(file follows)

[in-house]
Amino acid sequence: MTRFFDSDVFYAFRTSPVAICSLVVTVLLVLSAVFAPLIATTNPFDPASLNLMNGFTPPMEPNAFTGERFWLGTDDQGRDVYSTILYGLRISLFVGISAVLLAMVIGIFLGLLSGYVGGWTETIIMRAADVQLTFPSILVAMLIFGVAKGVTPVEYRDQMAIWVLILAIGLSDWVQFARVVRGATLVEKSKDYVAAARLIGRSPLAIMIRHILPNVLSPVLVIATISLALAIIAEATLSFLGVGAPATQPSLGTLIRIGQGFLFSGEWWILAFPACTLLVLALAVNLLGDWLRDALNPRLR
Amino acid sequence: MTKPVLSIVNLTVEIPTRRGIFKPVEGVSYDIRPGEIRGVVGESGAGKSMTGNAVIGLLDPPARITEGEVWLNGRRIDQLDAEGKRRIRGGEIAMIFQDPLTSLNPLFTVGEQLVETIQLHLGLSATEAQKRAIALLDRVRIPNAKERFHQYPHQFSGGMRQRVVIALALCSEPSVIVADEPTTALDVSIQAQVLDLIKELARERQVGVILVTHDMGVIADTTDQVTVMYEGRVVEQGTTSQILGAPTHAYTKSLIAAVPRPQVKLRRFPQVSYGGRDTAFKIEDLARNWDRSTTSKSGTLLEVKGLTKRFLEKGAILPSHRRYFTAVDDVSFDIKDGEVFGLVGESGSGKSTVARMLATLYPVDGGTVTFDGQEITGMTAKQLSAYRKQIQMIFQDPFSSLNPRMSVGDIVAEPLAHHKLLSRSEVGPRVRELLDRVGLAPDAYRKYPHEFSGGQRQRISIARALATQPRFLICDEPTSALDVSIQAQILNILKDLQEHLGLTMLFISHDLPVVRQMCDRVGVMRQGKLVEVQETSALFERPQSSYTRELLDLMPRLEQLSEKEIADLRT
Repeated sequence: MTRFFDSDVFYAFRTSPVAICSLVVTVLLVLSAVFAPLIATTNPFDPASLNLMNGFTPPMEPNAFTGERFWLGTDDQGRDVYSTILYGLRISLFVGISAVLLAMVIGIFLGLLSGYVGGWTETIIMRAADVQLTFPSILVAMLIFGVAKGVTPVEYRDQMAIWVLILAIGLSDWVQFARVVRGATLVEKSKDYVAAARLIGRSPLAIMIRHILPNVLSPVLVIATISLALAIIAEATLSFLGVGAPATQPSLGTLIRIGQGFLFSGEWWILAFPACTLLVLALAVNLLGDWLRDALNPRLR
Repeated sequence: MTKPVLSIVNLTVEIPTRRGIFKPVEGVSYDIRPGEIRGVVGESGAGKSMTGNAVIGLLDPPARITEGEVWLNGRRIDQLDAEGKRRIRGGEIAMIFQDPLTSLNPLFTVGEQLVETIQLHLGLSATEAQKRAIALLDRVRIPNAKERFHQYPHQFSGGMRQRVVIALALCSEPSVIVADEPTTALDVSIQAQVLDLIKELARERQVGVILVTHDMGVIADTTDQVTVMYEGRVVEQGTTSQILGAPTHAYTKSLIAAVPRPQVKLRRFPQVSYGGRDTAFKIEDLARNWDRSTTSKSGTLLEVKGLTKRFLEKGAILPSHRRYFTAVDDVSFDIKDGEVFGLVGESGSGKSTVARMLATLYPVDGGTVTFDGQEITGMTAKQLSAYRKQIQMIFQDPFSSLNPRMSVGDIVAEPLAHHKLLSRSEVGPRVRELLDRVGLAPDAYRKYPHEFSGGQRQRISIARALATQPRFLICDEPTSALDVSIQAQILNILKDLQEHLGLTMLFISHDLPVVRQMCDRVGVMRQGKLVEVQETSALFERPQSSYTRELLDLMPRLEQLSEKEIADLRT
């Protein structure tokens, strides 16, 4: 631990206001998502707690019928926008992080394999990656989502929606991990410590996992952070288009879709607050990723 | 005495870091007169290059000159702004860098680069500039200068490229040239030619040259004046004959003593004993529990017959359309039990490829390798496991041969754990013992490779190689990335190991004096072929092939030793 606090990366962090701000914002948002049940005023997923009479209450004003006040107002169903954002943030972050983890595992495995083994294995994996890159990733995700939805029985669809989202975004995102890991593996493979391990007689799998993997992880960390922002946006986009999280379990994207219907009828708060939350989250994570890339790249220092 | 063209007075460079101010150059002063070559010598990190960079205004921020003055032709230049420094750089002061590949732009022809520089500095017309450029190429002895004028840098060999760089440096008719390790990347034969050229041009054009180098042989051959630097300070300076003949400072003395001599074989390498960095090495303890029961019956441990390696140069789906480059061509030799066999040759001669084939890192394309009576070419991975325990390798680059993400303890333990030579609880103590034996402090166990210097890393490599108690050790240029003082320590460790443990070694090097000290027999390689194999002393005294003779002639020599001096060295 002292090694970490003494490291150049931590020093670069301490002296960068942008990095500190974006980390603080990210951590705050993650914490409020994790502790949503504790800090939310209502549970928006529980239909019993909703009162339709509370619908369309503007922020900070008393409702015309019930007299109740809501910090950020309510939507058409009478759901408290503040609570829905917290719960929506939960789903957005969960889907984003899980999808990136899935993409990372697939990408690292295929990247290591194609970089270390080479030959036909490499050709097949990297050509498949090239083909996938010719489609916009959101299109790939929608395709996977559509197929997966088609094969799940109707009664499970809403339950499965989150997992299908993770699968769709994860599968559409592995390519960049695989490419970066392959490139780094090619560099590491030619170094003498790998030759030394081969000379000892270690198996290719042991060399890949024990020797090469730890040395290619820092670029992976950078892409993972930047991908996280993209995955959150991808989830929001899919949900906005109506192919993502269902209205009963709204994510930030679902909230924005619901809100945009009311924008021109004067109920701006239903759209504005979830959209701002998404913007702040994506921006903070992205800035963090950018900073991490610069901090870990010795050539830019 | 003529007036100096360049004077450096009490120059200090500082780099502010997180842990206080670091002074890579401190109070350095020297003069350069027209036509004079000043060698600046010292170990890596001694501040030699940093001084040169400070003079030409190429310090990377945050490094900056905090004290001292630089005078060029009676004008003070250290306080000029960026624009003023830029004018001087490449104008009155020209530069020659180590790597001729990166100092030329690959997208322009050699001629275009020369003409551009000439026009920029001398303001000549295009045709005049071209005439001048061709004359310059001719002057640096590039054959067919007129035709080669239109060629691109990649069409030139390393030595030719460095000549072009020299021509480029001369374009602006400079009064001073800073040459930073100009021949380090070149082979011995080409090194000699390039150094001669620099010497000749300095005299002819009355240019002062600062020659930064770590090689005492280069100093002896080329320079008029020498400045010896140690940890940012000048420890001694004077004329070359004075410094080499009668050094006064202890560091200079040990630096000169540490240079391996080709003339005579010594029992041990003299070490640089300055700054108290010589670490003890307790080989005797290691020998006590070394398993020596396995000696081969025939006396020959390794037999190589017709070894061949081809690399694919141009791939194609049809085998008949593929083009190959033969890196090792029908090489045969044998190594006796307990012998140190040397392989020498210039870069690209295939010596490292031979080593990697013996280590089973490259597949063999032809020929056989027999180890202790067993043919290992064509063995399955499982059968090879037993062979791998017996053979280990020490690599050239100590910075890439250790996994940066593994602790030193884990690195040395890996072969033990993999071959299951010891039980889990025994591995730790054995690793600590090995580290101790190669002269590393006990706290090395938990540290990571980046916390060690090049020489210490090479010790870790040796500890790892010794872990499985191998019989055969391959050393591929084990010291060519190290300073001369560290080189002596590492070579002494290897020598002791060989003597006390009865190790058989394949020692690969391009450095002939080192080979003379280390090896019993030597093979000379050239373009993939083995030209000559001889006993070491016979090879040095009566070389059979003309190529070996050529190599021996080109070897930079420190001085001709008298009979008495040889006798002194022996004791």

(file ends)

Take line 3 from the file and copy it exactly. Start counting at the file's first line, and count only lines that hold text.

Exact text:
Amino acid sequence: MTKPVLSIVNLTVEIPTRRGIFKPVEGVSYDIRPGEIRGVVGESGAGKSMTGNAVIGLLDPPARITEGEVWLNGRRIDQLDAEGKRRIRGGEIAMIFQDPLTSLNPLFTVGEQLVETIQLHLGLSATEAQKRAIALLDRVRIPNAKERFHQYPHQFSGGMRQRVVIALALCSEPSVIVADEPTTALDVSIQAQVLDLIKELARERQVGVILVTHDMGVIADTTDQVTVMYEGRVVEQGTTSQILGAPTHAYTKSLIAAVPRPQVKLRRFPQVSYGGRDTAFKIEDLARNWDRSTTSKSGTLLEVKGLTKRFLEKGAILPSHRRYFTAVDDVSFDIKDGEVFGLVGESGSGKSTVARMLATLYPVDGGTVTFDGQEITGMTAKQLSAYRKQIQMIFQDPFSSLNPRMSVGDIVAEPLAHHKLLSRSEVGPRVRELLDRVGLAPDAYRKYPHEFSGGQRQRISIARALATQPRFLICDEPTSALDVSIQAQILNILKDLQEHLGLTMLFISHDLPVVRQMCDRVGVMRQGKLVEVQETSALFERPQSSYTRELLDLMPRLEQLSEKEIADLRT